Сентябрь 26, 2014

Using Research to Prevent Impaired Driving

Alcohol-impaired driving crashes still account for one-third of all traffic-related deaths in the United States.  The annual cost of alcohol-related crashes totals more than $51 billion. Facts such as these continue to drive efforts in communities around the country to reduce impaired driving. Through an agreement funded by the National Highway Traffic Safety Administration (NHTSA), CADCA supports local efforts to adopt and implement evidence-based strategies to reduce impaired driving.  Under this project, CADCA focuses on bridging the research and practice divide by disseminating evidence-based impaired driving policies and practices to coalition practitioners.

At the 2014 Mid-Year Training Institute in Orlando, Florida, CADCA hosted a one-day course for coalition attendees to learn about and discuss current research to prevent impaired driving.  Five leading researchers from the United States and Canada discussed findings from their own studies, including: trends in alcohol and drug-impaired driving, effective interventions, challenges of enforcement, and community implementation case studies.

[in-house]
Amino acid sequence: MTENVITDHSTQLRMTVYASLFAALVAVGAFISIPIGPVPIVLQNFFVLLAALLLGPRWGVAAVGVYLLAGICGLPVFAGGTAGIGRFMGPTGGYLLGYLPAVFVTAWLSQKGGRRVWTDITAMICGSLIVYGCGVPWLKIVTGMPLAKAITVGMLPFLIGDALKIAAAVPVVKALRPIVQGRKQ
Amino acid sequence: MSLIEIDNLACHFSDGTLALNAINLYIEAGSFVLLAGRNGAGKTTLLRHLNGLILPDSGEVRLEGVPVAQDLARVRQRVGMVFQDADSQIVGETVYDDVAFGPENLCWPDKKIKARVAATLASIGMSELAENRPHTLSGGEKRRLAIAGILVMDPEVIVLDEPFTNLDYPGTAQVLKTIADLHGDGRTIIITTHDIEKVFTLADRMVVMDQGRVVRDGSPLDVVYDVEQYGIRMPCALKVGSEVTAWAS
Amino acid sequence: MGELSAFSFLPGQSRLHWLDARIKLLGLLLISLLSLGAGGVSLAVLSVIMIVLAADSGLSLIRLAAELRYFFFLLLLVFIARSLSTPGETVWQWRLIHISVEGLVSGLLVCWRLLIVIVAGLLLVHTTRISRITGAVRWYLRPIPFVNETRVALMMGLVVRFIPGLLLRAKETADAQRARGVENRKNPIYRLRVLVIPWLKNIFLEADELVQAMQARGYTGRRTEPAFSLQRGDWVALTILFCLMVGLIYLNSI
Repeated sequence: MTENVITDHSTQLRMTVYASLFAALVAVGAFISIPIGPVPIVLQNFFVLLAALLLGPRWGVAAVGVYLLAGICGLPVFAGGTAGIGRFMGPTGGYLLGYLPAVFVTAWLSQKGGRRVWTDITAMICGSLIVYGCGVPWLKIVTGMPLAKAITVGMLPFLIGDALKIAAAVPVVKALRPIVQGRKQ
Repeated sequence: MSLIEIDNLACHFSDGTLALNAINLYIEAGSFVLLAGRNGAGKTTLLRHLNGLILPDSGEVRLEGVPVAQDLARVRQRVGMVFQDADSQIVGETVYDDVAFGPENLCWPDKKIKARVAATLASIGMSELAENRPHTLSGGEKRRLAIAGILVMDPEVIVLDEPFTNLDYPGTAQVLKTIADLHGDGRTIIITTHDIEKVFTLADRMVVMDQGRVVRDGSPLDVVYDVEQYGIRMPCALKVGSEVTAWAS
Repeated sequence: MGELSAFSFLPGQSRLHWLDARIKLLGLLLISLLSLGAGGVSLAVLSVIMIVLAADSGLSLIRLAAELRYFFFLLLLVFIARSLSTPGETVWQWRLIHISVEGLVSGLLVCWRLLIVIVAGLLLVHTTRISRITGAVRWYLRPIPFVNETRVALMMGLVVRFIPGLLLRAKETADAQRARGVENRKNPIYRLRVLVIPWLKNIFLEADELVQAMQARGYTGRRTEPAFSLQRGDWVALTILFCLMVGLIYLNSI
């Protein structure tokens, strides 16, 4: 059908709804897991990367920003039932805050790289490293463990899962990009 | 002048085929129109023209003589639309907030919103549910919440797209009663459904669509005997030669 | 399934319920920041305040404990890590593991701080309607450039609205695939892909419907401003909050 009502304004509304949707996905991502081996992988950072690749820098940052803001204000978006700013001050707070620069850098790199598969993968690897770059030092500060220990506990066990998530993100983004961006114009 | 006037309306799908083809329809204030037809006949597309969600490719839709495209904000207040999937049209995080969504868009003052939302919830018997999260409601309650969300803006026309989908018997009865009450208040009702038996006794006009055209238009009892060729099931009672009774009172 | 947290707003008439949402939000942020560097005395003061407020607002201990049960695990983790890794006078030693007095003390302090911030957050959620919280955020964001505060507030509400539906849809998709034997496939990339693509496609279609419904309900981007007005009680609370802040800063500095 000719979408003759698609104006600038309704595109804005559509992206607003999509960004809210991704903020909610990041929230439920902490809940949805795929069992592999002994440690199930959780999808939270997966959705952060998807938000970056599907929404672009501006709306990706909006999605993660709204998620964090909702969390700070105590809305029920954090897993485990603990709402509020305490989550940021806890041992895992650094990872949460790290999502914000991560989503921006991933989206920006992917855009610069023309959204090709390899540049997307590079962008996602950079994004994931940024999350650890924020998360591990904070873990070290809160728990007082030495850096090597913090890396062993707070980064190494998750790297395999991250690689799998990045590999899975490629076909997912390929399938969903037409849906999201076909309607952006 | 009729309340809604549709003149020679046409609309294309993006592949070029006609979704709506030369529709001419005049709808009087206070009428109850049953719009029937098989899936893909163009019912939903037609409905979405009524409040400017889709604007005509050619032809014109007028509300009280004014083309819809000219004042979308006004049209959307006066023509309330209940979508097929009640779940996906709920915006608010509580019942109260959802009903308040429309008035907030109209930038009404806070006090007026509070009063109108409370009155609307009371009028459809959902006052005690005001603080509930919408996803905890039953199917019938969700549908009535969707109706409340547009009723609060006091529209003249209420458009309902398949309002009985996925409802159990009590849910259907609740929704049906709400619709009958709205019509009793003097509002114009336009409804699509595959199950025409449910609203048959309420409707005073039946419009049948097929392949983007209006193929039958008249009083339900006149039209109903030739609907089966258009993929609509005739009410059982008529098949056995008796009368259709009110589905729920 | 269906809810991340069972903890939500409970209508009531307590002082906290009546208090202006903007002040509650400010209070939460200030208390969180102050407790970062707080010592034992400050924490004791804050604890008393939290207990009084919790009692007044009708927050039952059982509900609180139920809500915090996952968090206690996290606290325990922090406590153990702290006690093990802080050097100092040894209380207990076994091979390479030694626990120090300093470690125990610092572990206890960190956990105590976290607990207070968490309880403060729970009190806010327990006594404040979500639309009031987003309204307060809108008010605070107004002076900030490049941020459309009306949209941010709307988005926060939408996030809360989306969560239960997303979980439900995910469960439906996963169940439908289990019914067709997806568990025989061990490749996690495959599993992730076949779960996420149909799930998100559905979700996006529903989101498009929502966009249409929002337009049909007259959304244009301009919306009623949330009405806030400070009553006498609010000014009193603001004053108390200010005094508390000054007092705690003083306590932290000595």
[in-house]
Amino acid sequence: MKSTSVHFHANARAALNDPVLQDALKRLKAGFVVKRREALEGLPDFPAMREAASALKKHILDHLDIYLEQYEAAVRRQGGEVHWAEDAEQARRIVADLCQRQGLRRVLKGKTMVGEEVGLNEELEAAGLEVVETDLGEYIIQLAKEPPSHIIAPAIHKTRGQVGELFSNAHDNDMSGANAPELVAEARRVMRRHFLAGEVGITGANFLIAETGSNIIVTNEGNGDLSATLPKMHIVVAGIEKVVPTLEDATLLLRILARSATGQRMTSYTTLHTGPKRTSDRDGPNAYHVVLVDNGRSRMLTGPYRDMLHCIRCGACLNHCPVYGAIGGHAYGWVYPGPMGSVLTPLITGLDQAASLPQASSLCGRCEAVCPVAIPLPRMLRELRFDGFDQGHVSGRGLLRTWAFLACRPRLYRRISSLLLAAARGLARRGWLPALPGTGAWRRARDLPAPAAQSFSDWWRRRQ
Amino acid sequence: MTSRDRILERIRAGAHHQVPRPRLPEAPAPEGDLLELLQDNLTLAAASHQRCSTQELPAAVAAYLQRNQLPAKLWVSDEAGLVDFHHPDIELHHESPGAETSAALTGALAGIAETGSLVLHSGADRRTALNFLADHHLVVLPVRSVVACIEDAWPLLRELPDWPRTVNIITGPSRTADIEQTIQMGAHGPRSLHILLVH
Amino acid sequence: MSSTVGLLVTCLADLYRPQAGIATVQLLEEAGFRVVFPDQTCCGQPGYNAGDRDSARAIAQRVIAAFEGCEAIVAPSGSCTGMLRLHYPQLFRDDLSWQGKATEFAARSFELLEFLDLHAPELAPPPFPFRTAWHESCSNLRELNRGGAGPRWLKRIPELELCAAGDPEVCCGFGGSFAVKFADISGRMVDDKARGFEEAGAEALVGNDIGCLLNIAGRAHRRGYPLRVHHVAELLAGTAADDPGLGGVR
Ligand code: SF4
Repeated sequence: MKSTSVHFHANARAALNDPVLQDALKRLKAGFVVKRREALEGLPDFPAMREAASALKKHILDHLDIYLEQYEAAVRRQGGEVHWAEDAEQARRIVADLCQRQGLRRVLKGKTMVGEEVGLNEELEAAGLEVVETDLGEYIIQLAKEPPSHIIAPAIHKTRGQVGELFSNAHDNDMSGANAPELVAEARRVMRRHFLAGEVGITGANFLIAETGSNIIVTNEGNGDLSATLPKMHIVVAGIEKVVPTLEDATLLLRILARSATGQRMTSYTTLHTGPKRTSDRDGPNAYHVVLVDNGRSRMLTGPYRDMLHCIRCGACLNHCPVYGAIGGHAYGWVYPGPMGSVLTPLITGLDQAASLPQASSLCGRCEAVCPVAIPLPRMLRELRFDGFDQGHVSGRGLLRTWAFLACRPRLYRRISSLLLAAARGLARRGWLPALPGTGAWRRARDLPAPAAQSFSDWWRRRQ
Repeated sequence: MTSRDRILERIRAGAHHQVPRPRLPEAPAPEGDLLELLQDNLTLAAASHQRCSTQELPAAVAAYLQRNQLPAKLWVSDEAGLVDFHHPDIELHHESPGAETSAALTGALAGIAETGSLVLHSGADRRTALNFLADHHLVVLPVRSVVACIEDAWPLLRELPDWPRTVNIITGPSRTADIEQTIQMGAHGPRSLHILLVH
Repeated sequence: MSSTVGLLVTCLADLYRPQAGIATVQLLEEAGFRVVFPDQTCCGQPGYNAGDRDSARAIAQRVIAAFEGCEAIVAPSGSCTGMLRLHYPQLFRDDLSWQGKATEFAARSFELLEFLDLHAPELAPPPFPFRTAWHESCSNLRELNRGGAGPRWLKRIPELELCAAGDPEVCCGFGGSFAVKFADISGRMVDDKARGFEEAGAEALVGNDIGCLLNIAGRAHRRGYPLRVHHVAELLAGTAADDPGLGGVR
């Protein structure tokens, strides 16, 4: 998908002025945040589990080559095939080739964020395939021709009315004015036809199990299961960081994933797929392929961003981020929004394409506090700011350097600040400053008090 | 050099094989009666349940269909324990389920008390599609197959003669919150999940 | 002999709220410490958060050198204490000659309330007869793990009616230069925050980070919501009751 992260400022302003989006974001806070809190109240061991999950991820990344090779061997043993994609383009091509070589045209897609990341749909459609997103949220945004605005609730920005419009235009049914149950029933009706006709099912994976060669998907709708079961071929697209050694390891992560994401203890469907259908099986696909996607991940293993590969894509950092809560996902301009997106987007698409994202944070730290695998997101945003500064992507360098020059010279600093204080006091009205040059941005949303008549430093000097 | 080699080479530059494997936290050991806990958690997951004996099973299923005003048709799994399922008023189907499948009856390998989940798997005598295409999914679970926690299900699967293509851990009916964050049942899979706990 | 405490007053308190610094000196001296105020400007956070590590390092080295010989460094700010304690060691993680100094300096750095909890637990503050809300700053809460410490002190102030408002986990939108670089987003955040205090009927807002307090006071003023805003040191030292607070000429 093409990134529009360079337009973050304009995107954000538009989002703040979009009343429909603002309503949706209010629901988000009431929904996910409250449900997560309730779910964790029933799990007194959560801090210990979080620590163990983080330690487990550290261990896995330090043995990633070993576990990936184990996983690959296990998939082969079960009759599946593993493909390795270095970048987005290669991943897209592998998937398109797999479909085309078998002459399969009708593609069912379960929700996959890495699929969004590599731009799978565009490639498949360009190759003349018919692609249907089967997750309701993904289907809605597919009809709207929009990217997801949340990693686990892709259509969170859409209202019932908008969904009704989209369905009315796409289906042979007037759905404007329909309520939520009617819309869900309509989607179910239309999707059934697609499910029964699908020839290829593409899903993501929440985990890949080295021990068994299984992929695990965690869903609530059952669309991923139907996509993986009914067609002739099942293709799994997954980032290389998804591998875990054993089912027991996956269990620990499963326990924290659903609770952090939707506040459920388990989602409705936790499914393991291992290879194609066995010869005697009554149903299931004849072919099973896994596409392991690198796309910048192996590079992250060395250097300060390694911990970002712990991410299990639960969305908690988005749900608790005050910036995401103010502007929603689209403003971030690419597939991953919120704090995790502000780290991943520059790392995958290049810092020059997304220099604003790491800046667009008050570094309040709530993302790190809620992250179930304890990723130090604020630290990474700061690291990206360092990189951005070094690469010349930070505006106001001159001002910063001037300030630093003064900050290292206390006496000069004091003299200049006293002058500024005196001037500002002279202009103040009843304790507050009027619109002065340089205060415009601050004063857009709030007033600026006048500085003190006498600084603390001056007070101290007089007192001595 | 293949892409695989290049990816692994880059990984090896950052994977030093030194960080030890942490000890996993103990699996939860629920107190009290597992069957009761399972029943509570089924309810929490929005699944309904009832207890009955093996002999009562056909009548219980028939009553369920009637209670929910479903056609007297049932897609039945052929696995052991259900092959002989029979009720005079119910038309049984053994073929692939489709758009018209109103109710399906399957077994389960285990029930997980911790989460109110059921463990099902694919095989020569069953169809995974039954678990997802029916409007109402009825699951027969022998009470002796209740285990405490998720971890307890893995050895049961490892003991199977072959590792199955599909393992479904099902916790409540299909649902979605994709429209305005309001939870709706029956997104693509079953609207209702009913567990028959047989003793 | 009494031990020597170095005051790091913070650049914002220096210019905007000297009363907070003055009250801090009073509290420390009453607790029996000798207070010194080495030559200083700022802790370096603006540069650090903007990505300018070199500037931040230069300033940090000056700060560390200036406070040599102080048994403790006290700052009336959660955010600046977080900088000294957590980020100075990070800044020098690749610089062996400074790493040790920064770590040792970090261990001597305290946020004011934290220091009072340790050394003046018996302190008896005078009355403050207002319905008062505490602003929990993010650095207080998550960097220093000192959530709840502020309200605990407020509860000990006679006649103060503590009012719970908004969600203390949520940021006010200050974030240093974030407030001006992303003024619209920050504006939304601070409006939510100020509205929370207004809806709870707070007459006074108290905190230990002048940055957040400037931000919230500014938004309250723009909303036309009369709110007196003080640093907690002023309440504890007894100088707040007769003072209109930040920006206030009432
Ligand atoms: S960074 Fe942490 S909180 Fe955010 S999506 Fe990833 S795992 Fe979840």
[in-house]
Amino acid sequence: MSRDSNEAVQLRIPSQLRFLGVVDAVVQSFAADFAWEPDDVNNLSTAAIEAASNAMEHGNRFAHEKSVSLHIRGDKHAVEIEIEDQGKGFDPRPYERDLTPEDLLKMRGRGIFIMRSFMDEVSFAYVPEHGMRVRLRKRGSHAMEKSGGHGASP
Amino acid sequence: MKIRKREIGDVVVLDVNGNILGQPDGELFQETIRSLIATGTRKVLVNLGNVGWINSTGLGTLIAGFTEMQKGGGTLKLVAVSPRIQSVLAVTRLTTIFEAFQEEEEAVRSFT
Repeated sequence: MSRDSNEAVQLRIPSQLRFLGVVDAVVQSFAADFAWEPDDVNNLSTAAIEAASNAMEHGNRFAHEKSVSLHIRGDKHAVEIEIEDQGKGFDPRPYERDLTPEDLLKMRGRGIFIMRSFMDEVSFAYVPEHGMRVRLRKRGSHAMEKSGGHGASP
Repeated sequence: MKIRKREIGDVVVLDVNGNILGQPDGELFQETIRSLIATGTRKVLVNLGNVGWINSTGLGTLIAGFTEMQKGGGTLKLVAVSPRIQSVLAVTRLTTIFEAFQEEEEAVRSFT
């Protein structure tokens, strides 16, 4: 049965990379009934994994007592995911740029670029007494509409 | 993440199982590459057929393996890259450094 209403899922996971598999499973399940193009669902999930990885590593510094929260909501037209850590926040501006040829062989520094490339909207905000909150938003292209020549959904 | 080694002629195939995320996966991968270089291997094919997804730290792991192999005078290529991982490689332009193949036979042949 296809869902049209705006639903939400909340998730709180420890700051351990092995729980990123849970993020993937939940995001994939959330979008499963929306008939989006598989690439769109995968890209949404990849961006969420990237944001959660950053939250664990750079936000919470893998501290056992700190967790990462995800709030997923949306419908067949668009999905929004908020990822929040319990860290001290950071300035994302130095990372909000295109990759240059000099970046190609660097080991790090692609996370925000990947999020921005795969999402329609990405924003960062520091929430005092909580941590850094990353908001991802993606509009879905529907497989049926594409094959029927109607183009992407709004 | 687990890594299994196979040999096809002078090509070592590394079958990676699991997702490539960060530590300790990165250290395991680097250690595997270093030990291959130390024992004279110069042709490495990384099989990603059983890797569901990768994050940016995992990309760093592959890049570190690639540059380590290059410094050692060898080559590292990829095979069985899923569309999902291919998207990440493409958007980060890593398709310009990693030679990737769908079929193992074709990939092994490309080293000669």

Jane Maxwell, Ph.D.
Senior Research Scientist
School of Social Work
University of Texas at Austin 

Research Interests: trends and patterns of substance abuse in Texas, nationally, and internationally, with special interest on the US-Mexico border; research in patterns of use and abuse of methamphetamine, party drugs, methadone, and other opiate drugs; impaired driving programs; and synthetic estimation techniques.

Maxwell highlighted work from her research investigating the characteristics of drivers with DUIs that were admitted to substance abuse treatment.  Her study identified the following:

  • DWI Probation was the number one referral source of impaired drivers entering Texas treatment with DWI/DUI.
  • Heroin and other opiate users cited on average 15 days of problems with substance abuse, employment, family, social relations, and sickness in past month.
  • Favorite drug combinations of impaired drivers at treatment admission include 5-6 substances, such as alcohol, cannabis, cocaine, meth, heroin, sedatives, and other opiates.

Robyn Robertson
President and CEO